I guess alternatively we could call assoc! instead of assoc!* in the varargs arity, which removes a lot of code – in that case it's 176 for varargs and 149 for six pairs.

Comment by Michael Blume [ 09/Feb/15 6:01 PM ]

Gah, I forgot to include coll in the varargs call to assoc!

which reminds me that this patch needs tests.

Comment by Michael Blume [ 09/Feb/15 10:27 PM ]

OK, this has some fixes I made after examining the disassembled output. There's a change to the assoc!* macro to be sure it type-hints correctly – I'm honestly not sure why it didn't type-hint properly before, but it does now. Also, I changed the call to assoc! rolling up the first six entries at the top of the varargs version from a macro call to a function call so it'd fit within the 251 inlineable bytecodes. (This, again, is assuming I'm reading the output correctly).

Comment by Tom Crayford [ 10/Feb/15 6:38 AM ]

Michael: Wanna push a branch with these patches to clojars or something? Then I can rerun the benchmarks with the exact code in the patches.

Comment by Michael Blume [ 10/Feb/15 2:36 PM ]

Hmm, not sure I know how to do that – here's a branch on github though https://github.com/MichaelBlume/clojure/tree/unroll-assoc

Comment by Michael Blume [ 12/Feb/15 1:12 PM ]

v5 marks the helper macros private.

Comment by Tom Crayford [ 13/Feb/15 4:11 AM ]

Michael: was that branch just based off clojure/clojure master? I tried running benchmarks off it, but ran into undefined var errors when building this code (which doesn't happen with alpha5):

(Retrieving com/yellerapp/clojure-unrolled-assoc/1.7.0-unrollassoc-SNAPSHOT/clojure-unrolled-assoc-1.7.0-unrollassoc-20150213.092242-1.pom from clojars)
(Retrieving com/yellerapp/clojure-unrolled-assoc/1.7.0-unrollassoc-SNAPSHOT/clojure-unrolled-assoc-1.7.0-unrollassoc-20150213.092242-1.jar from clojars)
(Retrieving org/clojure/clojure/1.3.0/clojure-1.3.0.jar from central)
Exception in thread "main" java.lang.RuntimeException: Unable to resolve symbol: bench in this context, compiling:(bench_assoc_unrolling.clj:5)
at clojure.lang.Compiler.analyze(Compiler.java:6235)
at clojure.lang.Compiler.analyze(Compiler.java:6177)
at clojure.lang.Compiler$InvokeExpr.parse(Compiler.java:3452)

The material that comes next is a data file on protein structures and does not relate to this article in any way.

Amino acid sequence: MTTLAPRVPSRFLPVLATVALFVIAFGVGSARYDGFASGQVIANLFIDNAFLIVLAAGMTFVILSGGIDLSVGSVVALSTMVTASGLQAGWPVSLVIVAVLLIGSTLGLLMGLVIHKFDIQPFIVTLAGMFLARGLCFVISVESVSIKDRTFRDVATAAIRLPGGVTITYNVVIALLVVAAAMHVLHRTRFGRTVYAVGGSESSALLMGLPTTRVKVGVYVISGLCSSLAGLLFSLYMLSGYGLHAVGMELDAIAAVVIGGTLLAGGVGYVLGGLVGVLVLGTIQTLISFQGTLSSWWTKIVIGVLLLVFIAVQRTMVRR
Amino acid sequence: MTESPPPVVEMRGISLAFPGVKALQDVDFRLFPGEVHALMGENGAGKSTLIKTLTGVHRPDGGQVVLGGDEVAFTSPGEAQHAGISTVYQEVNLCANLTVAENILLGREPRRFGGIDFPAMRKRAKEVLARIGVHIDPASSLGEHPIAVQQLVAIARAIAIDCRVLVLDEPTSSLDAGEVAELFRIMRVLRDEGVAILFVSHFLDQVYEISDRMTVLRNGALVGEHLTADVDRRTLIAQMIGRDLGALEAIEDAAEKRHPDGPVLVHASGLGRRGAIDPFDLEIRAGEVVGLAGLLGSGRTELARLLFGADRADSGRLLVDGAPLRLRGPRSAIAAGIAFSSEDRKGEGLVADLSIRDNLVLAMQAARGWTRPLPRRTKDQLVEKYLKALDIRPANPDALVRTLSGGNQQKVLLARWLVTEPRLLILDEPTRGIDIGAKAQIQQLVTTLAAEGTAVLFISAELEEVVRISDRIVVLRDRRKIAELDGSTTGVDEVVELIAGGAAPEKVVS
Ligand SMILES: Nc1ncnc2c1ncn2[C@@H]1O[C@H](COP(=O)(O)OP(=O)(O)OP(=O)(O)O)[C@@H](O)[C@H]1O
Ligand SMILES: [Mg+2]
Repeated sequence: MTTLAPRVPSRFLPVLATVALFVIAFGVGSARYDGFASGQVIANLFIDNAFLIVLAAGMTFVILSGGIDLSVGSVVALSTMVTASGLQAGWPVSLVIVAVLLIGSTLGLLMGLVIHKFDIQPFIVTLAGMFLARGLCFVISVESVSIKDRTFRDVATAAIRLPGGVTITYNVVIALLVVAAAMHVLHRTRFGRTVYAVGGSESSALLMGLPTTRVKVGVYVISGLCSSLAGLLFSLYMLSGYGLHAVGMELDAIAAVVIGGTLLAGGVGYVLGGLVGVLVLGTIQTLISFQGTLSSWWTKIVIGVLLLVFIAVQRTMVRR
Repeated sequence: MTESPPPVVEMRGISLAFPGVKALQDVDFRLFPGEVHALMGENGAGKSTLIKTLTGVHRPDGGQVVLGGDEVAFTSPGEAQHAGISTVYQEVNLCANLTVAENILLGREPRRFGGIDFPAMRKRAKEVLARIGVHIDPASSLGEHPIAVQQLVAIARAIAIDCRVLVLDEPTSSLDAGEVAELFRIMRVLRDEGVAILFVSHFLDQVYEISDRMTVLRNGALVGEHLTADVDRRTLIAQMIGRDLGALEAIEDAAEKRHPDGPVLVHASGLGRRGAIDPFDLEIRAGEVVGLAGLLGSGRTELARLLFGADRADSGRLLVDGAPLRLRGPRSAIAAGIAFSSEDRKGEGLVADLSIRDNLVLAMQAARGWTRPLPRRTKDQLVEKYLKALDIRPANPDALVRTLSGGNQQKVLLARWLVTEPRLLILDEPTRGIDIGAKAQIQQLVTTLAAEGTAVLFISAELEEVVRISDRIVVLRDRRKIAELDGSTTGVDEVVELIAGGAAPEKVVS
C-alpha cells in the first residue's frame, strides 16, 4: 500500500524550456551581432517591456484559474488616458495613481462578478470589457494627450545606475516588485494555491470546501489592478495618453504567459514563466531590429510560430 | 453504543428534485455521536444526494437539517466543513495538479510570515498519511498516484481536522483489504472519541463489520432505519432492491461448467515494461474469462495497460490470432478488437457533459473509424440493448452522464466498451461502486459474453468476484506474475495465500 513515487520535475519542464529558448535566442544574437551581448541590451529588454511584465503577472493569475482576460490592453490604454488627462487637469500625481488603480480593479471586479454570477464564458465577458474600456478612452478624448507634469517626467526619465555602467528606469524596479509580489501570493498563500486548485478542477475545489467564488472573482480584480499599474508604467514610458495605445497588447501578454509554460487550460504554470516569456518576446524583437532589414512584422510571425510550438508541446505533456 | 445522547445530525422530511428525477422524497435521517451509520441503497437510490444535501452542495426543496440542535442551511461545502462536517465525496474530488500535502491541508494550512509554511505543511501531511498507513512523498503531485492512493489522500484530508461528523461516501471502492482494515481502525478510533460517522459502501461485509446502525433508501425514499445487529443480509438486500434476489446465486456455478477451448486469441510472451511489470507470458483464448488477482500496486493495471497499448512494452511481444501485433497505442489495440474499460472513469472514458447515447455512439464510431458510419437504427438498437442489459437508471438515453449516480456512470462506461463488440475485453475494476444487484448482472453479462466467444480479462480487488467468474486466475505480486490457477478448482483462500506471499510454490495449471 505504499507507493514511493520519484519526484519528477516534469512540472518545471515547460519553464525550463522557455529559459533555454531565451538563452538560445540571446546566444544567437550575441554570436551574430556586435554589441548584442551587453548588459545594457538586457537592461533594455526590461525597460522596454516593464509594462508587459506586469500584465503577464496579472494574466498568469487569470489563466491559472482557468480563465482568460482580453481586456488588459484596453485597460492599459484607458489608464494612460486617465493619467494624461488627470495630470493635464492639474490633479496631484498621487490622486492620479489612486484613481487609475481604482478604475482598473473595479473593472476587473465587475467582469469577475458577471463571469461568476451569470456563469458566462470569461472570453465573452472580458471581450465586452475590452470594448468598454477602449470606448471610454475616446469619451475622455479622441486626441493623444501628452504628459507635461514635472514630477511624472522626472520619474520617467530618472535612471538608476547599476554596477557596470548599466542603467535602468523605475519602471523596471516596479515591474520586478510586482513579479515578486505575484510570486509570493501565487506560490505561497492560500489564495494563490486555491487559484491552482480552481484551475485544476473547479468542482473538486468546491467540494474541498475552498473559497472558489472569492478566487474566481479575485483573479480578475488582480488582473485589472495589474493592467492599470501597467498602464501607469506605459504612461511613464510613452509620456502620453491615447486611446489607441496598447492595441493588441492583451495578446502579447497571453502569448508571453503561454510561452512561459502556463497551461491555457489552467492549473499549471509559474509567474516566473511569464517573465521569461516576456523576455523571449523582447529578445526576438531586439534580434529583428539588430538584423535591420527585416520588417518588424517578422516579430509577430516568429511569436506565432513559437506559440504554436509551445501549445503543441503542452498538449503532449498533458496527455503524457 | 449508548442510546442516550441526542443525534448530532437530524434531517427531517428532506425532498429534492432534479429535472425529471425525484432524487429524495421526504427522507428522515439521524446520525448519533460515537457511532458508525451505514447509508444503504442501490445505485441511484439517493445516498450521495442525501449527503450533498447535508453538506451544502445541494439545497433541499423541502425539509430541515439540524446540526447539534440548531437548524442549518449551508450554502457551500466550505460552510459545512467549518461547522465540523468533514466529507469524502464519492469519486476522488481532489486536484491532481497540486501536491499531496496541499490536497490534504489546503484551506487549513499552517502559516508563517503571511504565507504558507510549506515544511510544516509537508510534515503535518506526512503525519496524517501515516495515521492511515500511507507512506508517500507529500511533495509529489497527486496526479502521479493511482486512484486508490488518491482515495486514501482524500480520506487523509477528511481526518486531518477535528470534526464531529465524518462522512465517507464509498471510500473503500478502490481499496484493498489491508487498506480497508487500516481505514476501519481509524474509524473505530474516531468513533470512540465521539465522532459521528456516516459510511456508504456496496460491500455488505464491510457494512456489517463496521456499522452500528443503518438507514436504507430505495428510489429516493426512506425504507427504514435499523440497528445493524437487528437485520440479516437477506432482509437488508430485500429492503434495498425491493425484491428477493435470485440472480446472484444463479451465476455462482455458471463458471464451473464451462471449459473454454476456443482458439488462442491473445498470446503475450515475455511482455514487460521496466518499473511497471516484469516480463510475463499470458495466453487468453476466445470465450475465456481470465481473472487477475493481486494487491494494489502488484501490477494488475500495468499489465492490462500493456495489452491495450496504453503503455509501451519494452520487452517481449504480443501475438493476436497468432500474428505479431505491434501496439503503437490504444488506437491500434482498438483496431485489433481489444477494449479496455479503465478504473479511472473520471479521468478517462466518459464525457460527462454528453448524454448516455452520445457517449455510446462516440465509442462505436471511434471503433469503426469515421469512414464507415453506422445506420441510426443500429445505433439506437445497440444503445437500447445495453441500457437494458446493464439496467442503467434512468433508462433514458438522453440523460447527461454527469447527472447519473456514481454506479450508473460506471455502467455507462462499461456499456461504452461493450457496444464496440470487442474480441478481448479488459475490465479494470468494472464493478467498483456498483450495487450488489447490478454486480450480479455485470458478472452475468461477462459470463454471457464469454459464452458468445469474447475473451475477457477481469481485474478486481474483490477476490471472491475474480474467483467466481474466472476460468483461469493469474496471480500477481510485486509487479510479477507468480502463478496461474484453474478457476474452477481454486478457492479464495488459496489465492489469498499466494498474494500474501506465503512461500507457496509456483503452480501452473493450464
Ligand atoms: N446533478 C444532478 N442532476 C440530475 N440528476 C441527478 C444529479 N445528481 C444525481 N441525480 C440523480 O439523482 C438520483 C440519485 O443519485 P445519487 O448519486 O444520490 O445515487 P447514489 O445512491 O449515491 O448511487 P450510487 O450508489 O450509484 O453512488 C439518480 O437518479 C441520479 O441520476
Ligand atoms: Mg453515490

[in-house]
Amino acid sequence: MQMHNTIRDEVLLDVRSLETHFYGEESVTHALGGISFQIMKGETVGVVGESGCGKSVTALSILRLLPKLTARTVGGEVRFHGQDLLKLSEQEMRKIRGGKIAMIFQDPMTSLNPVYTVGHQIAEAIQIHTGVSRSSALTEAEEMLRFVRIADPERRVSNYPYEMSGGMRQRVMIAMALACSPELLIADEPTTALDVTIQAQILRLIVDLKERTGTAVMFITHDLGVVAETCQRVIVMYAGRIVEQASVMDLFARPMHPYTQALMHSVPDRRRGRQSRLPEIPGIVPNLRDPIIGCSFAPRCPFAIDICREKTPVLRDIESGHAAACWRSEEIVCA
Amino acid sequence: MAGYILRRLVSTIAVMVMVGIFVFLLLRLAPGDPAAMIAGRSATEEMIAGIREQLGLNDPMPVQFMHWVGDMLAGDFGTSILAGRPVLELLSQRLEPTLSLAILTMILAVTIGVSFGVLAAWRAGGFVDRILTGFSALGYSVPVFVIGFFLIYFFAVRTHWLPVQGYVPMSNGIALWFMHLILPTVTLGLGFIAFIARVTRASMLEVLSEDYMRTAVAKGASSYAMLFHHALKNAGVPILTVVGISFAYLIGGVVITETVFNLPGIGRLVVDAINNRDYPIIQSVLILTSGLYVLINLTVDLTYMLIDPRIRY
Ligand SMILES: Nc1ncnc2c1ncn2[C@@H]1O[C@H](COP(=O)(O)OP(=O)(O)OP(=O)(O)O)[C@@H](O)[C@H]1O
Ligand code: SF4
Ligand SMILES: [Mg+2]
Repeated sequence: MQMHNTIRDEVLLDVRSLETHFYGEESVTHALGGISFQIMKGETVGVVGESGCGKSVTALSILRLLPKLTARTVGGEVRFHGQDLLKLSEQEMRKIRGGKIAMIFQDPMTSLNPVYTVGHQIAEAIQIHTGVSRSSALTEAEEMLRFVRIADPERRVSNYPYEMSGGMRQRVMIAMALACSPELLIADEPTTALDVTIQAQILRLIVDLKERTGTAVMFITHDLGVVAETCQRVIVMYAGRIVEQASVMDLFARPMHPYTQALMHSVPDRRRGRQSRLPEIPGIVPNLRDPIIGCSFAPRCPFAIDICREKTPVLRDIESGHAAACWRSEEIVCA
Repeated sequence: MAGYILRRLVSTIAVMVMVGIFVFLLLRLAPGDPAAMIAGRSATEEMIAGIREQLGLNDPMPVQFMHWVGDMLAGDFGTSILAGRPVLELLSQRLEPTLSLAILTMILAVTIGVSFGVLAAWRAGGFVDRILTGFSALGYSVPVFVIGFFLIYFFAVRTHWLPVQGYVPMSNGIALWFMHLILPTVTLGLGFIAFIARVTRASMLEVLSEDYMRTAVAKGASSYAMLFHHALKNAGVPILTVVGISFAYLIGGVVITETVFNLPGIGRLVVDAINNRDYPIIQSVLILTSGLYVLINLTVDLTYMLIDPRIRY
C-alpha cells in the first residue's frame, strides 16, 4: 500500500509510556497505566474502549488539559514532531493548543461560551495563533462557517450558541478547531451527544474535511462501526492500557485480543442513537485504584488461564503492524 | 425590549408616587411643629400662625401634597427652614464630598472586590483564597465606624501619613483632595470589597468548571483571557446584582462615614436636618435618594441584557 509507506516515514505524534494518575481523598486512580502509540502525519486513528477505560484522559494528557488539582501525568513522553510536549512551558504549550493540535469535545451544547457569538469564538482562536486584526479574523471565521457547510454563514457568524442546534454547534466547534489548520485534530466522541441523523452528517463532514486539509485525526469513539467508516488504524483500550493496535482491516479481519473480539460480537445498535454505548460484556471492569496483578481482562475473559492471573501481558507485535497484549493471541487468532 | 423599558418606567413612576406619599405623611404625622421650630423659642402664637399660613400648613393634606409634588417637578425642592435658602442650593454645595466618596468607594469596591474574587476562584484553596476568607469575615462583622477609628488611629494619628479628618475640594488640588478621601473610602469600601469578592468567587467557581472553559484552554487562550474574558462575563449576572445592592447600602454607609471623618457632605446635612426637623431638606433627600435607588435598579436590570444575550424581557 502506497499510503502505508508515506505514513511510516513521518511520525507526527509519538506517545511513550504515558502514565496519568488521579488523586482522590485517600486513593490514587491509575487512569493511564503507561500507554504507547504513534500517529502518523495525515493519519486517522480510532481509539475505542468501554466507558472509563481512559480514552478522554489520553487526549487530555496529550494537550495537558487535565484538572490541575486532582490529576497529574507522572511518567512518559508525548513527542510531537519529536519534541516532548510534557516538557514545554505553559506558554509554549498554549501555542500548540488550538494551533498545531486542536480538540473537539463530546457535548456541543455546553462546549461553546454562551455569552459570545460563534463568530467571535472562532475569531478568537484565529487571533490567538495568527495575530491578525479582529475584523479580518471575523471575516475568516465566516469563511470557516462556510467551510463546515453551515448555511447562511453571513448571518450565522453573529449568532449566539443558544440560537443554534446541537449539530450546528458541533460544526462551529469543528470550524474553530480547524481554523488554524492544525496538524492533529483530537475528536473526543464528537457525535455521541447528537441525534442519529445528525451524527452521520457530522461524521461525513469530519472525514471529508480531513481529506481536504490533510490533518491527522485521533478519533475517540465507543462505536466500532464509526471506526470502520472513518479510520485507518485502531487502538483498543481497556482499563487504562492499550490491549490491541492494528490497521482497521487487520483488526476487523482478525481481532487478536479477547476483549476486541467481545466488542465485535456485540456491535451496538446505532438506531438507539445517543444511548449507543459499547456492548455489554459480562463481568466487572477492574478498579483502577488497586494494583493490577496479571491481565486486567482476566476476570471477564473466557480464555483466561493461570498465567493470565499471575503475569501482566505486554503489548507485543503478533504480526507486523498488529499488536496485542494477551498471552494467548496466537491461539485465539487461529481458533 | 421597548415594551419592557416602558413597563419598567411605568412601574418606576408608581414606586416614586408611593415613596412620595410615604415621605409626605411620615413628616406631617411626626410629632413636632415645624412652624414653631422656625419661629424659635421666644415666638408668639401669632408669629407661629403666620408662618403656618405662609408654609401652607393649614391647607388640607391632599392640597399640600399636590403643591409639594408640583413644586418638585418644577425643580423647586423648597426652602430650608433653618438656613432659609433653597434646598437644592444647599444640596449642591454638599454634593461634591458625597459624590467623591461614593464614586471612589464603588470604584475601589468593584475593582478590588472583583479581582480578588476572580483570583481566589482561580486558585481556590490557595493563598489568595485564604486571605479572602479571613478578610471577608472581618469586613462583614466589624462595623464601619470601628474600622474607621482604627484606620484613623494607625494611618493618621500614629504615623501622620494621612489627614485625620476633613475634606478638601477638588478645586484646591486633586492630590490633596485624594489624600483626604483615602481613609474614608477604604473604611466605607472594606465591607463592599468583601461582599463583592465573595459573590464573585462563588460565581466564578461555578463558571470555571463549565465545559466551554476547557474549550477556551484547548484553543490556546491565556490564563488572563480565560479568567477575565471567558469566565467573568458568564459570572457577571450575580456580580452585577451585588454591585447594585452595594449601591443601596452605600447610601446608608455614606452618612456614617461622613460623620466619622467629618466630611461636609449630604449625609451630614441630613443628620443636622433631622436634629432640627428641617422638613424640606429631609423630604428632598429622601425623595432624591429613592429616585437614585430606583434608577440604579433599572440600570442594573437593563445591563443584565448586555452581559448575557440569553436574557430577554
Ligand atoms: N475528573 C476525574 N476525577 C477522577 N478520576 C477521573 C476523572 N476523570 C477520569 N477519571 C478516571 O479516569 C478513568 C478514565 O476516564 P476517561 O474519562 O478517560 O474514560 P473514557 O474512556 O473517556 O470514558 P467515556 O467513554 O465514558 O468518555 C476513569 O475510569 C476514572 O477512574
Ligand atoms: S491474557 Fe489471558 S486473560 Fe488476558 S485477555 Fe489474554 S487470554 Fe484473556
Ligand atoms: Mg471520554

at clojure.lang.Compiler.analyzeSeq(Compiler.java:6411)
at clojure.lang.Compiler.analyze(Compiler.java:6216)
at clojure.lang.Compiler.analyze(Compiler.java:6177)
at clojure.lang.Compiler$BodyExpr$Parser.parse(Compiler.java:5572)
at clojure.lang.Compiler$FnMethod.parse(Compiler.java:5008)

Comment by Michael Blume [ 23/Feb/15 5:08 PM ]

Ok, how are you building? Why the strange clojure group?

Comment by Michael Blume [ 23/Feb/15 5:09 PM ]

The existing version of assoc does runtime checking that an even number of varargs are passed in, but assoc! does not. Do we want to preserve this behavior or do checks in both?

Comment by Michael Blume [ 23/Feb/15 6:00 PM ]

Also, I'm curious how relevant inlining is here – does HotSpot inlining actually work with Var invocation when there's a getRootBinding step in the way?

Comment by Alex Miller [ 23/Feb/15 7:59 PM ]

Yes, inlining works through var invocation.

Comment by Tom Crayford [ 16/Mar/15 7:05 AM ]

Michael,

That group is just an uploaded version of clojure master with your patches applied, built in just the same way as before (you should be able to check out the repo and replicate).

Comment by Alex Miller [ 29/Apr/15 1:44 PM ]

The patch CLJ-1656-v5.patch doesn't seem to do anything with the old version of assoc (in core.clj around line 179)?

The new one needs to have the arglists and other stuff like that. I'm not sure about the macro/private vars in there either. Did you try leveraging RT.assocN() with a vector?

Are there existing tests in the test suite for assoc with N pairs?

Comment by Michael Blume [ 29/Apr/15 8:46 PM ]

The dependencies in clojure.core were such that assoc needed to be defined well before syntax-quoting, so I just let it be defined twice, once slower, once faster. I'll put up a patch with arglists. Does it need an arglist for every new arity, or are the existing arglists enough? (I'm afraid I'm not 100% solid on what the arglists metadata does) There is an annoying lack of existing tests of assoc. I have a generative test in my tree because that seemed more fun than writing cases for all the different arities. I can post it if it seems useful, it might be overkill though.

Comment by Michael Blume [ 29/Apr/15 9:50 PM ]

Here's the test patch I mentioned, it's even more overkill than I remembered

Comment by Michael Blume [ 29/Apr/15 10:01 PM ]

There, code and test.

This also checks that assoc! is passed an even number of kvs in the varargs case, which is the behavior of assoc. The test verifies that both assoc and assoc! throw for odd arg count.

Comment by Alex Miller [ 29/Apr/15 11:10 PM ]

The existing arglist is fine - it just overrides the generated one for doc purposes.

Did you try any of the RT.assocN() stuff?

I guess another question I have is whether people actually do this enough that it matters?

Comment by Michael Blume [ 28/Sep/16 2:14 PM ]

Updated patch to apply to master





[CLJ-1654] Reuse seq in some Created: 04/Feb/15  Updated: 18/Jan/16

Status: Open
Project: Clojure
Component/s: None
Affects Version/s: None
Fix Version/s: None

Type: Enhancement Priority: Trivial
Reporter: Gijs Stuurman Assignee: Unassigned
Resolution: Unresolved Votes: 0
Labels: ft, performance